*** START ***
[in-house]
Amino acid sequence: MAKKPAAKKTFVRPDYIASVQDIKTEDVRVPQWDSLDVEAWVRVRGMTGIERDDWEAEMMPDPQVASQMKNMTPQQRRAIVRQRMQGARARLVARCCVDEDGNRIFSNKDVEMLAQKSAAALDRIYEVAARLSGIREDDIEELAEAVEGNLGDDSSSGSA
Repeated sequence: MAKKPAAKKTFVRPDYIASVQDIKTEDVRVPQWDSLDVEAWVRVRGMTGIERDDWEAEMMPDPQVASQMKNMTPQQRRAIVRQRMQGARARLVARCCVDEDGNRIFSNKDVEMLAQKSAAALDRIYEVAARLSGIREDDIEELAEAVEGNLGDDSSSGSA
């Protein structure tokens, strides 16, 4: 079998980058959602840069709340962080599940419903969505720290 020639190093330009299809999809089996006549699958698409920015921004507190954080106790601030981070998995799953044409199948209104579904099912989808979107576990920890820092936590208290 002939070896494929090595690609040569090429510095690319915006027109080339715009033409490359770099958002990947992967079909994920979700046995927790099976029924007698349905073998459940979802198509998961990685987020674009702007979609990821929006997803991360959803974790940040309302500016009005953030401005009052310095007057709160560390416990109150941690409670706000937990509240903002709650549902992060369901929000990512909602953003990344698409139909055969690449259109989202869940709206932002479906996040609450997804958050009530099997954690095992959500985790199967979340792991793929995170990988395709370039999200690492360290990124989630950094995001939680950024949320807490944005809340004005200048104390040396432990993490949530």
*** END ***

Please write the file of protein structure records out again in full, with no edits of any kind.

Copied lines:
[in-house]
Amino acid sequence: MAKKPAAKKTFVRPDYIASVQDIKTEDVRVPQWDSLDVEAWVRVRGMTGIERDDWEAEMMPDPQVASQMKNMTPQQRRAIVRQRMQGARARLVARCCVDEDGNRIFSNKDVEMLAQKSAAALDRIYEVAARLSGIREDDIEELAEAVEGNLGDDSSSGSA
Repeated sequence: MAKKPAAKKTFVRPDYIASVQDIKTEDVRVPQWDSLDVEAWVRVRGMTGIERDDWEAEMMPDPQVASQMKNMTPQQRRAIVRQRMQGARARLVARCCVDEDGNRIFSNKDVEMLAQKSAAALDRIYEVAARLSGIREDDIEELAEAVEGNLGDDSSSGSA
């Protein structure tokens, strides 16, 4: 079998980058959602840069709340962080599940419903969505720290 020639190093330009299809999809089996006549699958698409920015921004507190954080106790601030981070998995799953044409199948209104579904099912989808979107576990920890820092936590208290 002939070896494929090595690609040569090429510095690319915006027109080339715009033409490359770099958002990947992967079909994920979700046995927790099976029924007698349905073998459940979802198509998961990685987020674009702007979609990821929006997803991360959803974790940040309302500016009005953030401005009052310095007057709160560390416990109150941690409670706000937990509240903002709650549902992060369901929000990512909602953003990344698409139909055969690449259109989202869940709206932002479906996040609450997804958050009530099997954690095992959500985790199967979340792991793929995170990988395709370039999200690492360290990124989630950094995001939680950024949320807490944005809340004005200048104390040396432990993490949530």